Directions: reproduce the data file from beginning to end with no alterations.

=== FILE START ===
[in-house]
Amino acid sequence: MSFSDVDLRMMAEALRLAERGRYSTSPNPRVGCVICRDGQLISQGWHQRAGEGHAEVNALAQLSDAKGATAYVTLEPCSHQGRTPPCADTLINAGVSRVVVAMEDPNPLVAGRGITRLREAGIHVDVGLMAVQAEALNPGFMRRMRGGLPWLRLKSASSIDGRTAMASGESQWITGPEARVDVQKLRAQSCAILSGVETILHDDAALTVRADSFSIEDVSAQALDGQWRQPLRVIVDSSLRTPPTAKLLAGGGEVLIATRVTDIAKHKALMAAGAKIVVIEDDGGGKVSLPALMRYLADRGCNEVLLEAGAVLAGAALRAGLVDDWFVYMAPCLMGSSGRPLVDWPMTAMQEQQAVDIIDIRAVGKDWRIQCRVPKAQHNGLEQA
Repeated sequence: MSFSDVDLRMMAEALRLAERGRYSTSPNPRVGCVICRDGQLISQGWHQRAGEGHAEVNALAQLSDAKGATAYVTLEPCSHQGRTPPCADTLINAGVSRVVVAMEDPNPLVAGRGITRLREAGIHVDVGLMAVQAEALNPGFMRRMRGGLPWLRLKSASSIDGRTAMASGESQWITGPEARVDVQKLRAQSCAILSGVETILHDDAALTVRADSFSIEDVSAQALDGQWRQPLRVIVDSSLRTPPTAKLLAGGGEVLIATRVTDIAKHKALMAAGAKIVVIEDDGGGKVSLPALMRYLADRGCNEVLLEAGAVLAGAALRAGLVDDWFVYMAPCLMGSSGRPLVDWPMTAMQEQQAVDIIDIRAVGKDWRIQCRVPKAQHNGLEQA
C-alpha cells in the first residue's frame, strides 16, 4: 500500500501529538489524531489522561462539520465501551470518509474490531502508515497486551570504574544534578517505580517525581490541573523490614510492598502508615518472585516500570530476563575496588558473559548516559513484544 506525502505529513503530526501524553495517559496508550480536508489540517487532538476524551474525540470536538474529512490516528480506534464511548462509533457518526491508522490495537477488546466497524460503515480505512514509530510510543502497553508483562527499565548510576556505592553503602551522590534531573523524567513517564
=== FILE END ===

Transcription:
[in-house]
Amino acid sequence: MSFSDVDLRMMAEALRLAERGRYSTSPNPRVGCVICRDGQLISQGWHQRAGEGHAEVNALAQLSDAKGATAYVTLEPCSHQGRTPPCADTLINAGVSRVVVAMEDPNPLVAGRGITRLREAGIHVDVGLMAVQAEALNPGFMRRMRGGLPWLRLKSASSIDGRTAMASGESQWITGPEARVDVQKLRAQSCAILSGVETILHDDAALTVRADSFSIEDVSAQALDGQWRQPLRVIVDSSLRTPPTAKLLAGGGEVLIATRVTDIAKHKALMAAGAKIVVIEDDGGGKVSLPALMRYLADRGCNEVLLEAGAVLAGAALRAGLVDDWFVYMAPCLMGSSGRPLVDWPMTAMQEQQAVDIIDIRAVGKDWRIQCRVPKAQHNGLEQA
Repeated sequence: MSFSDVDLRMMAEALRLAERGRYSTSPNPRVGCVICRDGQLISQGWHQRAGEGHAEVNALAQLSDAKGATAYVTLEPCSHQGRTPPCADTLINAGVSRVVVAMEDPNPLVAGRGITRLREAGIHVDVGLMAVQAEALNPGFMRRMRGGLPWLRLKSASSIDGRTAMASGESQWITGPEARVDVQKLRAQSCAILSGVETILHDDAALTVRADSFSIEDVSAQALDGQWRQPLRVIVDSSLRTPPTAKLLAGGGEVLIATRVTDIAKHKALMAAGAKIVVIEDDGGGKVSLPALMRYLADRGCNEVLLEAGAVLAGAALRAGLVDDWFVYMAPCLMGSSGRPLVDWPMTAMQEQQAVDIIDIRAVGKDWRIQCRVPKAQHNGLEQA
C-alpha cells in the first residue's frame, strides 16, 4: 500500500501529538489524531489522561462539520465501551470518509474490531502508515497486551570504574544534578517505580517525581490541573523490614510492598502508615518472585516500570530476563575496588558473559548516559513484544 506525502505529513503530526501524553495517559496508550480536508489540517487532538476524551474525540470536538474529512490516528480506534464511548462509533457518526491508522490495537477488546466497524460503515480505512514509530510510543502497553508483562527499565548510576556505592553503602551522590534531573523524567513517564